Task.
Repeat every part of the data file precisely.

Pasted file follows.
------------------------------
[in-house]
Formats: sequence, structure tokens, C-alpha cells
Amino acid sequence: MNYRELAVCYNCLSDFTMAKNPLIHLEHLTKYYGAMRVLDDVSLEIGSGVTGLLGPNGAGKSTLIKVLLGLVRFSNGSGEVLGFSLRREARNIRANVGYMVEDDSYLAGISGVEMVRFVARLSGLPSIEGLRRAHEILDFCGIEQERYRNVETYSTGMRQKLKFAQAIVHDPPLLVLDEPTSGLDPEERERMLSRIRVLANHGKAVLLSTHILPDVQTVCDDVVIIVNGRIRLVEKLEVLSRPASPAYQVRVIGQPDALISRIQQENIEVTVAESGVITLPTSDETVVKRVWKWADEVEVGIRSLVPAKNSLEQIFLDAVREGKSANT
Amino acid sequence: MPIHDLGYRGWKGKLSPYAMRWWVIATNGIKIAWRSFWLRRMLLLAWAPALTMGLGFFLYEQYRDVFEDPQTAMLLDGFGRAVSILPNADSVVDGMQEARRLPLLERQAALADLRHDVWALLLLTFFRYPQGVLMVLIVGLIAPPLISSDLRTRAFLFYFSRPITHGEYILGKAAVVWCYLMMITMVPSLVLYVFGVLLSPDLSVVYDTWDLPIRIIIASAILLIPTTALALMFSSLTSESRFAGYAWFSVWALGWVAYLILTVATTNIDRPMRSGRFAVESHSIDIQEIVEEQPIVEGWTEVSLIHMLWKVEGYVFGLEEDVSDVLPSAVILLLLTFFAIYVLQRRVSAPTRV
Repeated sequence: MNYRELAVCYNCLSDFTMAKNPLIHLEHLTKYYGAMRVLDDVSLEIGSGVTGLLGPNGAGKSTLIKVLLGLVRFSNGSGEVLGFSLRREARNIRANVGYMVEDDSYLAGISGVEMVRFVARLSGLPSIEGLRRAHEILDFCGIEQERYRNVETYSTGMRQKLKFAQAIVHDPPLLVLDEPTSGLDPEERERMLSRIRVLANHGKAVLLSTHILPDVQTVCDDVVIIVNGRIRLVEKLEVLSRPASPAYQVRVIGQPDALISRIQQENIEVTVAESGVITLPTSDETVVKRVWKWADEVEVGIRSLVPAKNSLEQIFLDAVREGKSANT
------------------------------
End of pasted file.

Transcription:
[in-house]
Formats: sequence, structure tokens, C-alpha cells
Amino acid sequence: MNYRELAVCYNCLSDFTMAKNPLIHLEHLTKYYGAMRVLDDVSLEIGSGVTGLLGPNGAGKSTLIKVLLGLVRFSNGSGEVLGFSLRREARNIRANVGYMVEDDSYLAGISGVEMVRFVARLSGLPSIEGLRRAHEILDFCGIEQERYRNVETYSTGMRQKLKFAQAIVHDPPLLVLDEPTSGLDPEERERMLSRIRVLANHGKAVLLSTHILPDVQTVCDDVVIIVNGRIRLVEKLEVLSRPASPAYQVRVIGQPDALISRIQQENIEVTVAESGVITLPTSDETVVKRVWKWADEVEVGIRSLVPAKNSLEQIFLDAVREGKSANT
Amino acid sequence: MPIHDLGYRGWKGKLSPYAMRWWVIATNGIKIAWRSFWLRRMLLLAWAPALTMGLGFFLYEQYRDVFEDPQTAMLLDGFGRAVSILPNADSVVDGMQEARRLPLLERQAALADLRHDVWALLLLTFFRYPQGVLMVLIVGLIAPPLISSDLRTRAFLFYFSRPITHGEYILGKAAVVWCYLMMITMVPSLVLYVFGVLLSPDLSVVYDTWDLPIRIIIASAILLIPTTALALMFSSLTSESRFAGYAWFSVWALGWVAYLILTVATTNIDRPMRSGRFAVESHSIDIQEIVEEQPIVEGWTEVSLIHMLWKVEGYVFGLEEDVSDVLPSAVILLLLTFFAIYVLQRRVSAPTRV
Repeated sequence: MNYRELAVCYNCLSDFTMAKNPLIHLEHLTKYYGAMRVLDDVSLEIGSGVTGLLGPNGAGKSTLIKVLLGLVRFSNGSGEVLGFSLRREARNIRANVGYMVEDDSYLAGISGVEMVRFVARLSGLPSIEGLRRAHEILDFCGIEQERYRNVETYSTGMRQKLKFAQAIVHDPPLLVLDEPTSGLDPEERERMLSRIRVLANHGKAVLLSTHILPDVQTVCDDVVIIVNGRIRLVEKLEVLSRPASPAYQVRVIGQPDALISRIQQENIEVTVAESGVITLPTSDETVVKRVWKWADEVEVGIRSLVPAKNSLEQIFLDAVREGKSANT